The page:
The Marysville Tribune from Marysville, Ohio on September 20, 1941 · Page 1
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September 20, 1941

The Marysville Tribune from Marysville, Ohio · Page 1

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Marysville, Ohio
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Saturday, September 20, 1941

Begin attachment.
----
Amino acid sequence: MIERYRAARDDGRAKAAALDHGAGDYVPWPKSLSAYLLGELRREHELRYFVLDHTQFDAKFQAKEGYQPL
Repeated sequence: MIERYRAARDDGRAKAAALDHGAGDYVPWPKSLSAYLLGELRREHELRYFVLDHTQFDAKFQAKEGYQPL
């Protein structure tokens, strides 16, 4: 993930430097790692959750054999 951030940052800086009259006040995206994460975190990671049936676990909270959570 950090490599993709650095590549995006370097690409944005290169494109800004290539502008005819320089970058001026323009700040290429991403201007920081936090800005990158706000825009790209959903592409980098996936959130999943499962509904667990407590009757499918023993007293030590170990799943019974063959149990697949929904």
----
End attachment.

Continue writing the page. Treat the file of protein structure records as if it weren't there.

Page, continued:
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UNITED PRESS 1 International litaftrated News Plstura THE EVENING TRIBUNE UNION COUNTY'S HOME DAILY WEATHER F*lr temitM; ctowty tntf «**!•» Vol. XLIII, No. 303. MARYSVILLE, OHIO, SATURDAY, SEPTEMBER 20,1941 By Carrier, lOc a Week RED FORCES IN UKRAINE FACING TEST Russian Army Of South Attempting To Form New Defense Line As Nazis Press Forward—Germans Claim To Have Captured Baltic Islands Used As Soviet Aviation Bases By UNITED PRESS The, Red Army fought two great battles today at the northern and Southern ends of the eastern front. On the north, where Leningrad still held out against increasing German pressure, the Nazi high command reported that its forces— presumedly Including parachute troops and naval units—had Invaded the . Baltic Islands of Vormsi (Worms) and Muhu (Moon) and attacked the heavily fortified Island of Osel. \ The Islands are Important Russian bases off the Esthonlan coast and the Red air forces had used them as bases for attacks on Berlin and other German targets. Crisis In Ukraine ' On the south, the Red army of the Ukraine lender Marshal Budenny battled to save troops that Berlin estimated at 900,000 from a German pincers east of Kiev and to throw up a new defense line before Khar- kov and the DoneU basin. The Germans reported officially that the Kiev garrison had surrendered after heavy street fighting and a mutiny in which the Russians turned-on their commanders (pre- sumedly political commissars attached to'the army). The German attacks on the Baltic' islands basts, where the Russians reported they had destroyed thousands of Nazi troops last week, was the most spectacular operation on the eastern fron't, but the Nazi of- REVEAL SHIPS UNDER REPAIR IN U.S. PORTS LIFT VEIL OF SECRECY SURROUNDING REPAIR 1 OF BRITISH WARSHIPS IN HARBORS Fire Takes $7,000,000 Toll At Freight Yard EFFORTS BEING MADE TO PROVIDE RUSSIANS WITH GIANT BOMBERS This aerial view shows the Charlestown, Mass., freight yard fire as it was raging out of control and doing damage estimated at $7,000,000. Police from Boston and other nearby cities were rushed to the scene to handle the crowd of 200,000 persons which jammed the area and hindered fire apparatus, sum- moned from every towrt within a 60-mile radius. Investigating authorities could not immediately determine the cause of thu blaze. fenslve in the south still was most important and provided greatest threat to the Soviets. Industrial Center the ,the The main Russian* war industries, the big oil pipeline running from the Caucasus to NiRUovka in the! Donets baaln, the oil fields themselves, and the trend of the entire war in the Near East this winter may depend on the ability of Budenny's army of several million men to withdraw to a new defense line and to aid the trapped Russian forces east of Kiev in breaking out of the Nail pincers. The German advances were viewed with the utmost gravity in London, where military experts were limited to expressing hope that most of the trapped Russians could fight their way out and to pointing out that a big Soviet army still is in action in the south if it can be withdrawn and rallied along the Donets line. To encourage the Russians to fight on against odds, the British- American mission to Moscow was starting or already had started from London for consultations on speeding supplies to the Red army. WASHINGTON, Sept 20.—Lifting the 'veil of secrecy that has sur rounded the' repair of British war ships in American harbors, Secre tary of Navy Knox revealed las night that at least 12 of the war ship* are being repaired. The ship* Include a battleship two. aircraft carriers, four cruisers, a submarine, a converted cruiser, a mine sweeper, and some corvettes. The latter are small destroyers. Leading the list of British warships, damaged by Nazi dive bombers and submarines from Dakar to Norway, whose battle scars, are being" erased by United State* workmen, ia the Warsplte, a 30,000-ton battleship built In 1915. The War- spite, attacked in the Mediterranean, Is under repair at Bremerton, Wash. Two new aircraft carriers, the 23,000-ton Illustrious and the Formidable, completed Just before the outbreak of war, are being repaired at the Norfolk (Va.) navy yard. Both were damaged in the Mediterranean, the Illustrious in a famed running fight with swarms of Nazi Stukas. MARYSVILLE OPENED CAMPAIGN WITH VICTORY OVER DELAWARE SKELETONS FOUND 20.— SAFETY IN SECOND QUARTER OF FIRST GRID GAME GAVE LOCALS Z TO 0 WIN WELLSTON MAN IS RELEASED Clyde Sherman of Wellston, who was charged with obtaining property under false pretenses, which case was continued at a hearing before Justice Richard Thrall'Thurs- day, was released after paying for property which he obtained and for the costs of the case. He wag charged with obtaining four tons of hay valued at about $45 | from Mrs. Anna Homsher of Milford Center under false representation He had declined to pay for the hay and was brought here from Wellston by Deputy Sheriff J, H. Davis Wednesday after charges against him were filed by Mrs. Homsher. RAW SILK TEST IN FLORIDA MAY OFFSET JAP SHORTAGE GOVERNMENT BEING ASKED TO SPONSOR FURTHER EXPERIMENTS IN SILK GROWING IN FLORIDA MIAMI, Fla., Sept. 20.—The shortage of silk resulting from tt>U country's strained relations with Japan and the European War has accelerated 8 movement to develop south Florida as u great silk-producing Center. Overtures *!»fady have b*rer» made to the Department of Agriculture for government sponsorship of experiment* carried on in the area cultural phas^ of during the last 41 years by Dr. He ha» pi'ef*cted Thuma* de Pampliilis, who believes Florida eventually can supply more Uiau enough silk for the entire nation i>c PoinpiiilU. who tsttiiibd his to Florida in 1800 to begin his ex periments. By persistent testing in the muck and marl of the Ever glades, he discovered that three vari etien of mulberry trees—the albo moorU, black English and moret tiani—would give three timea a much (ilk from butterfly cocoon than had, ever been produced. By 1923 he had 20,000 of the* trees under cultivation on a 160 acre tract near Miami, only to sue them wiped out four year* later by a tropical hurricane. De Pamphilis' experiments have not been confined solely to the sgri- silk production. a method by which the larvae in 100,000 pounds of silk csui be killed in two hours at a cost uf approximately $2.50. In Japan, a doten persons requite ' more thtui two weeks to kill the knowledge of bilk-producing j larvae in only 20,000 pounds of coda in his native Italy, came Playing a sparkling brand of foot* bal for a green team in its first ;ame at the season,. Marysville high chool's eleven registered a 2 to 0 'ictory over Delaware Willis under he lights at Delaware last night.' Inexperience and over-eagerness on the part of the local grldders helped Delaware as the M. H. S. earn had a decided edge in all- round play but penalties at critical ,imes-in the contest stopped drives ,hat had the earmarks of being ;oal-llne bound. All of which is not taking away any of the credit due Delaware for ts fighting spirit and tough defense when the chips were down. However, the smaller and faster local team had a wider margin of strength than the 2 to 0 score Indicates. . Scored on Safety The winning points came in the second quarter after a Marysville drive for touchdown ended in a fumble Delaware recovered on its 4-yard line. Bruce Cowglll, Delaware back, tried to punt out of danger but the 'Marysvllle players swarmed through and around the line and the punt was blocked and went out-of-bounds behind Delaware's end of the field for an automatic safety. Prior to the safety Cowgill had punted from his own 20-yard line to Devine on the Marysville 35. By virtue of some fine open field running and spme good blocking on the part of his mates, the Marysville fullback returned the kick 45 yards to within 20 yards of a touchdown. Conrad tried end with no gain; Keirns shot through center for five to the Delaware IS; Conrad hit off- tackle for five to the Delaware 10; Kierns gained five off-tackle and fumbled, Delaware recovering on the four yard line. It was on the next play the safety was scored. Penalty Prevented ikort Over-eagerness of Conrad, who was playing his first game of football, to get the remaining Delaware man between himself and a touchdown out of the way prevented Marysville from a touchdown soon after the safety was recorded. Following the scoring of the safety, Delaware kicked-off from their own 2.0-yard line. Hornbeck received on the Marysville 45 and returned to the 50. Devine gained five to the Marysville 45. Conrad then broke through right tackle, and was speeding on his way to a touchc('wyi. Define w<is immediately ahead of him U> block and a& they nt-ared the Delaware safety man, Coar.ad pushed Devine into the would-be tackier. Conrad went on down the litld and over the goal (.CuiiUnued on ^a^e lij WAR PROFITS CURB SOUGHT NAVAL AFFAIRS COMMITTEE DRAFTING BILL TO LIMIT PROFITS TO 7 PER CENT WASHINGTON, Sept. 20.—Revelation of skyrocketing profits on many war orders has led house naval affairs committee aides to draft egislation which will impose a seven per cent-ceiling on alt defense contract profits, it was learned today. Informed sources said the bill will be submitted to Committee Chairman Carl Vinson, D., Ga., together GORHAM, N. Y., Sept. Twenty-three Indian graves v.-ere uncovered during grading opera tions at the Gorham Central school The bones were well preserved in most cases, although they appar entjy were buried 600 to 800 year ago during the early Algonquin per iod, according to archaeologists. HOME BUILDING GIVEN SETBACK CONSTRUCTION OF HOUSING FOR DEFENSE WORKERS HAS BEEN GIVEN PRIORITY U.S. Government Rushing I Work Of Getting War ! Supplies to Soviet I Army. i LEGION, AUXILIARY HEAD WASHINGTON, Sept. 20.-Defense officials today predicted sharp curtailment of ordinary residential [building as a result of the decision with a "justifying" report based on I, , ne Qfflce Qf Producllon Manage . the committee's investigation of progress of defense production, particularly naval. Committee accountants, who have combed thousands of questionnaires ment to give privately-financed defense housing first call on material. "To put it bluntly," one official said, "the main effect of the priori- tics on building materials will be to returned by naval contractors, are| knock ordinary residential con- said to have concluded that profits In many cases are far beyond rea- WASHINGTON, Sept.! 20.—The government to- i day threw its full energies! nto a race to get Ameri- j can bombers to Russia be- \ ore the German c j laught goes too far. ; Lend-lease officials, the state department and' other agencies were working desperately to avoid another situation similar to those In which, outside aid for a threatened j nation did not arrive in time to check a German advance. Lend-lease officials handle exports of war material for Russia although the materials are not being paid for with lend-lease funds. The emphasis was on getting two- engined bombers and tanks to Russia. The production of bombers of the desired type has been speeded up greatly in recent' weeks. Some are on the way to Russia. Officials believe many more would be avail-' able for shipment to Russia within, a short time, • ! Need Bombers j ' The- only American planes 'actu- j ally to arrive in Russia thus far j have been fighters, Lockheeds ofj the P-38 type. They were intended j originally for British use and wero I diverted, to Russia after arrival on j the other side of. the Atlantic. The Russians need bombers more than they do fighters. The outcome of the present struggle in Russia appears to depend largely on whether the American bombers.arrive while the Russians ate still stoutly depending their homeland. The bombers would be used to i raid behind the German lines, to | break up and destroy—if possible— the Nazi air force before they could be hurled with their ustlal destructive efficiency against the Russian positions. There were reports that some American tanks were enroute to Russia via Vladivostok, for transshipment across Siberia but this could not be confirmed. Lynn Stambaugh of Fafgo, N. D., elected by the American Legion at its 23rd annual convention as national commander to succeed Milo Warner, is pic- tured in the Milwaukee convention hall with Mrs. Mark Murrill of Scituate, Mass., after she was elected national president of the Legion Auxiliary. PRICE CONTROL LEGISLATION GRADUALLY WINNING SUPPORT struction in the head." Under the program, to be admin- jald M. Nelson, builders of privately- I financed homes for defense workers sonable limits. Their findings will j s t e red by Priorities Director Don- be made public as soon as the com mittee resumes hearings. Rep. Melvin J. -Maas, R., Minn., h n specified defense areas will be ranking minority committee mem- a bi e to apply for priority ratings to ber, said he subscribed fully to es- j insure delivery of scarce building tablishing some sort of celling on. materials. These include structural defense profits. But he proposed a J steel, iron, nails, bolts, electrical return to the now-abandoned Vin- j fixtures, heating and refrigerating son-Trammel act formula which li- equipment and pipes, rru'ted shipbuilding profits, through He said that it was necessary to a complex computation system, to j give defense housing contractors eight per cent. | priority assistance because they — ' • | found, themselves competing with PHOENIX, Ariz., Sept. 20.—The ordinary home builders in efforts to- Luke Field Air base personnel j obtain materials. The latter, In claim for Pvt. Richard Rathkey of,many cases, were able to get their Lancaster, Pa., the national chain- needs because they were willing to pioriship among service men for re- pay higher prices. Establishment of OHIO PILOTS TO ORGANIZE OHIO WING OF NATIONAL CIVIL AIR DEFENSE WILL BE FORMED BY BUCKEYE FLIERS JAP LEADERS ARE SILENT FAILURE TO MAKE PLANS TO "CELEBRATE" ANNIVERSARY OF JOINING AXIS IS CRITICIZED ceiving the longest letter from a > the priorities system was expected girl friend. He proudly displayed to make it increasingly difficult for a 62-page letter sent to him school teacher. by other builders tion loans. to obtain construe- Bugs Getting Tougher According To Spraymen SOUTH HAVEN, Mich., Sept. 20. ,so numerous this year that growers —Fruit bugs are harder to kill thuii' a " d college experts are becoming they used tu be. They're no smarter, just tougher. I alarmed, They may get a little dizzy when they take the poison but they don't die until they have eaten deep Michigan Stato College eiitymolo- ; j n to the seeds of the fruit, gists and veteran spraymen lire i Give them a stronger dose? Yes, convinced of that fact as they fight ; except that heavier doses may m- ' jurij the tree. Yet the anti-bug furces are win- <u'iiij--by the self-same spray system. Spray formulas are adjusted Actually, through a ^ and application methods are co-oi- they dt-idinatud with temi>e:alure, wind and humidity factors. Results are curu- | fully cheeked through leaf counts, uie : sludie^ of spray frequencies and lllolc Icsi-jtuut ttiid ihi.> *l'e : puii:stviki!lg Uev ili-rpeC 1 !<jlis. to protect the state fruit belt's bum- j per crop. | It used to be that arsenic would j fell a.'iy fruit insect but now they ! can "take it." series of reproductions, velup a resistance to poisons. cicliy itx'seiuc. Coduhng moths, in paitieulai TOKYO, Sept 20.—Nationalistic criticism of the government for its silence regarding plans to "celebrate" the first anniversary of Japan's alliance with Germany am Italy was brought into the open today by newspapers. The newspaper Miyako charge< that threre was a disposition among "certain official circles" to restrair the public from "celebrating" tht occasion, and called the governrrtcn attitude incomprehensible. When Prince Fumimaro Konoye the premier, formed his .third cabi net only last July 18, Miyako said Adm. Teljiro Toyoda, the forelgi minister, emphasized the neceusit for Japan to "fulfill its world pulic> based on the alliance." Now, Miyako said, it learned thu the government intended, to lirni observance of the anniversary to d formal ceiemuny at the Imperia Hotel under the joint auspices o tile Tokyo municipal governmen and the Imperial rule assistance suciulion, formed of members of tht IIMW dissolved Japa.iu.-se politic parties. It was even reported, Miyako sale that the aisislance association u; disposed to dispense even with I) uiiuliiciul Imperial Hotel celeanji COMMITTEE MEMBERS SAY BARUCH DEMAND IS HAVING EFFECT ON MEMBERS OF CONGRESS COLUMBUS, Sept. 20.—Enlisting of 3,740 licensed airplane pilots in an Ohio Wing of the national civil ir defense unit will begin Monday by the Home Defense Council/State Director of Aeronautics Earle L. Johnson, announced. Enlistments will be received'at all airports with all of the licensed -pilots in the state expected to join. AH airplane mechanics and aviation radio operators holding federal licenses also will be enlisted in the non-military defense organization, Johnson stated. Purpose of the civil air defense unit which is being recruited in every state is to develop an organization capable of carrying on aerial patrol, doing aerial mapping, ferrying pilots, carry in | food and other supplies and guarding airports should the occasion arise. WASHINGTON, Sept 20.— Members of the house banking committee indicated today that chances for enactment of price control legislation have been materially enhanced by the demand of Bernard Baruch, head of the world war munitions board, for drastic government control of prices, wages and rents. Many of the committeemen who represent farming districts which, on the whole, are unfriendly to price controls said they were Impressed by Baruch's warning that the program he outlined was "the greatest single necessity of the present crisis." Baruch testified at yesterday's hearing that the pending administration bill, which would empower the president to authorize control of prices whenever he felt they were out of line with the public interest, was "piecemeal" and does- not go far enough effectively to prevent inflation. Urged "Ceilinjs" What is needed, he said, is an over-all ceiling for wages, rents and prices established at levels which obtained "in the early part of 1341." There is no better form of economy than price control, he emphasized, (Continued on page 2) PLASTIC MADE OF SUGAR CANE MAY HELP DOMESTIC GROWERS TOUGH PLASTIC SUITABLE MANY USES HAS BEEN DEVELOPED IN LOUISIANA ' NEW ORLEANS, Sept. 20.—Discovery of a cheap, miraculously tough plastic—made from bagasse, or crushed sugar cane fiber from which the juice has been extracted —is the latest hope to pull the domestic sugar industry well out of the doldrums. Now in production at a plant near Lockport, La., the material has a thousand possible uses: gears, gun stocks, automobile bodies, airplane fuselages and wines', telephone equipment, radio cabinets, trana- cnptioil, discs (for which aluminum Is need). Casings for electric thuvvrs, etc. it is sa.d to sU-nd up under tei- punishment. Bending strains ! up to 13,000 pounds do not affect it. (The--plastic is an insulator of heat ' and electricity, requiring a flame of j blow torch intensity to ignite it. ' Acids do not affect it. j A disc of the lustrous, jet-black ! substance six inches in diameter— ! designed to be a modern automobile ! horn—can be pounded on with a hammer or hurled tin the floor wilh- |Out hurting it Industrialists' who have come to New Orleans to inspect the new product believe its manufacture should become a major industry and there are already mure orders on hand than the present 1 plant can fill. I The plastic was' developed by two I chemists—Dr. D. F. J. Lynch, now 'at tha Southern regional i'esuunh (Coutiiiued on